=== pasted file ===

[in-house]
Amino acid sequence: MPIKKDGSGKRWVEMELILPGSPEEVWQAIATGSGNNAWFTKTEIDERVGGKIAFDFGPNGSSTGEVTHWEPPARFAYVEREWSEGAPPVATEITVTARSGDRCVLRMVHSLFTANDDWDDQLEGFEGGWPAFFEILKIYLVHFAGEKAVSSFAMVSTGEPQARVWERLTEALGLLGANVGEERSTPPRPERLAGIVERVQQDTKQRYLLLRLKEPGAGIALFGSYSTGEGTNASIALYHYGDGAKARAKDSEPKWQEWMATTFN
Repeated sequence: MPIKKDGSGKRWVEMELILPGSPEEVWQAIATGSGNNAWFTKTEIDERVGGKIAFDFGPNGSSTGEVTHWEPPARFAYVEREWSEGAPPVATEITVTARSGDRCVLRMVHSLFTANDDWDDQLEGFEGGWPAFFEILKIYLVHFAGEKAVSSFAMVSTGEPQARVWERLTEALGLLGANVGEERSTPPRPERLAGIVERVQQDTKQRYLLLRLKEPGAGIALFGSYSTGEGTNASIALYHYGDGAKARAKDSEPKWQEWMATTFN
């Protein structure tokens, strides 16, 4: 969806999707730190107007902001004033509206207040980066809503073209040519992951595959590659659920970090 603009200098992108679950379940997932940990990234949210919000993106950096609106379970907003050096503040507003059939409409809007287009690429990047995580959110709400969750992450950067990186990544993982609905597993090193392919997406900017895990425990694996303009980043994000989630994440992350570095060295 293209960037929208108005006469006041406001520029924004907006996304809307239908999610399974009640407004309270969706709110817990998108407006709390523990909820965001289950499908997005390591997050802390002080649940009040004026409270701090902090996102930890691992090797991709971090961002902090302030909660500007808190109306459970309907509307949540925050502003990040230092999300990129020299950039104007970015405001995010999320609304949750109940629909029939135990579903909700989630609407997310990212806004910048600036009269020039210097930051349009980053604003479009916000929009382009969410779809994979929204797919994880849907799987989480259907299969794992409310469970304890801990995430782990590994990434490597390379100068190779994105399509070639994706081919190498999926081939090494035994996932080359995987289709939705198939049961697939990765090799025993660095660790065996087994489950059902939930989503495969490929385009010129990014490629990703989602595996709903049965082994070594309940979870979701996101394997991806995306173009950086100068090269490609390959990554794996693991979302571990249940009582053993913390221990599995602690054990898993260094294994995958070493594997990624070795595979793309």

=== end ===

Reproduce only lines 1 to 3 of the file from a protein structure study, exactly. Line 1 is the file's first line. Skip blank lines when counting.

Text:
[in-house]
Amino acid sequence: MPIKKDGSGKRWVEMELILPGSPEEVWQAIATGSGNNAWFTKTEIDERVGGKIAFDFGPNGSSTGEVTHWEPPARFAYVEREWSEGAPPVATEITVTARSGDRCVLRMVHSLFTANDDWDDQLEGFEGGWPAFFEILKIYLVHFAGEKAVSSFAMVSTGEPQARVWERLTEALGLLGANVGEERSTPPRPERLAGIVERVQQDTKQRYLLLRLKEPGAGIALFGSYSTGEGTNASIALYHYGDGAKARAKDSEPKWQEWMATTFN
Repeated sequence: MPIKKDGSGKRWVEMELILPGSPEEVWQAIATGSGNNAWFTKTEIDERVGGKIAFDFGPNGSSTGEVTHWEPPARFAYVEREWSEGAPPVATEITVTARSGDRCVLRMVHSLFTANDDWDDQLEGFEGGWPAFFEILKIYLVHFAGEKAVSSFAMVSTGEPQARVWERLTEALGLLGANVGEERSTPPRPERLAGIVERVQQDTKQRYLLLRLKEPGAGIALFGSYSTGEGTNASIALYHYGDGAKARAKDSEPKWQEWMATTFN